Ryan's Daughter (Special Edition) Review

It is 1916 and two wars are being fought in Europe - the first world war as well as a guerilla war being fought by the IRA seeking independence from Britain. Years of direct rule have made the British soldiers no more welcome than they were when they first arrived and the Irish population bear their presence whilst quietly cheering on any successful attacks on them by the fledging IRA. On the Dingle peninsula in the southwest of the country, a small army camp is stationed close to a small, close-knit community that survives on fishing and farming with only the pub and a grocer's shop to break up the run of houses that line the road through the village. Only the daily bus offers a way out but even Dublin is more than a bus journey away - the distance between the village and the capital of Ireland cannot only be measured in miles.

Rosy Ryan (Sarah Miles), the daughter of the landlord Tom Ryan (Leo McKern), feels herself to be above the small-town chatter of those who've made a home here and listens out for news from Dublin, even when it is only word of a concert recital that local schoolteacher Charles Shaughnessy (Robert Mitchum) took in when he was up in the city. Their talking and the stroll along the beach that accompanies it is the first, stumbling turn in a romance that eventually sees them married but what Shaughnessy offers her is a dull, tweedy home in which she knits by the fire whilst he presses flowers and listens to his beloved gramophone. Where once Rosy was only trapped by her family, she is also now trapped by marriage and can do nothing as her ambitions remain unfulfilled, first amongst them being her falling in love.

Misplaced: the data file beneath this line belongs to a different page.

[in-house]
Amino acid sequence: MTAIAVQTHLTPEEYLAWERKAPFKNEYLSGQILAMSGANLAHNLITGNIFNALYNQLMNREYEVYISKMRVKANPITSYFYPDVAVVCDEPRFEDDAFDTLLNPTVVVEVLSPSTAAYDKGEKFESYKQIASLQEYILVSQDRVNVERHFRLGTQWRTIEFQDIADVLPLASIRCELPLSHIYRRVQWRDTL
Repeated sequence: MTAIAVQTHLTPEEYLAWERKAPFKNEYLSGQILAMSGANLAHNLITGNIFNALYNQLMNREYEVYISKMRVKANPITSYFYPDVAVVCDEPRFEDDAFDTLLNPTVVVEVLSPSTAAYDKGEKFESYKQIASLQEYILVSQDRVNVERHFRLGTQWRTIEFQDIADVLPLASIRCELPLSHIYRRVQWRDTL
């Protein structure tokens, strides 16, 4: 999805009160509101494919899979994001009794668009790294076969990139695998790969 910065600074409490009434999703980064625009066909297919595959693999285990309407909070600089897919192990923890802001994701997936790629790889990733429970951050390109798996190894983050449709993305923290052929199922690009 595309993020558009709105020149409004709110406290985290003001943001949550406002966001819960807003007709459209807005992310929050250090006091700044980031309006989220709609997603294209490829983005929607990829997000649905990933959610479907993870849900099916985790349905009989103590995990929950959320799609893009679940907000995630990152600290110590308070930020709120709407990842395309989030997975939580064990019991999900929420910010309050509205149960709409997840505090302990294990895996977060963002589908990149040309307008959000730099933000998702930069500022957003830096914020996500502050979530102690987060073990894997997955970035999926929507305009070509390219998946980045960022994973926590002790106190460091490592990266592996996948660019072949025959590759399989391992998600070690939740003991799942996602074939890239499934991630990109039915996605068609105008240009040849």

But when the British office Major Doryan (Christopher Jones), Ireland being his first posting since seeing action in World War I, walks into her father's pub and has a panic attack, Rosy brings him round with soothing words and a soft touch, which is the first step in an affair that must remain a secret. In a village that small, though, nothing remains a secret for long and Rosy is no longer welcome for her fraternising with those that are seen as the enemy. At first, she doesn't care - Doryan has given her a glimpse of a passion that was all but dead - but when her father is forced to assist a group of IRA men recover arms and informs on them, the village believe that it was Rosy and they begin to take a most terrible revenge.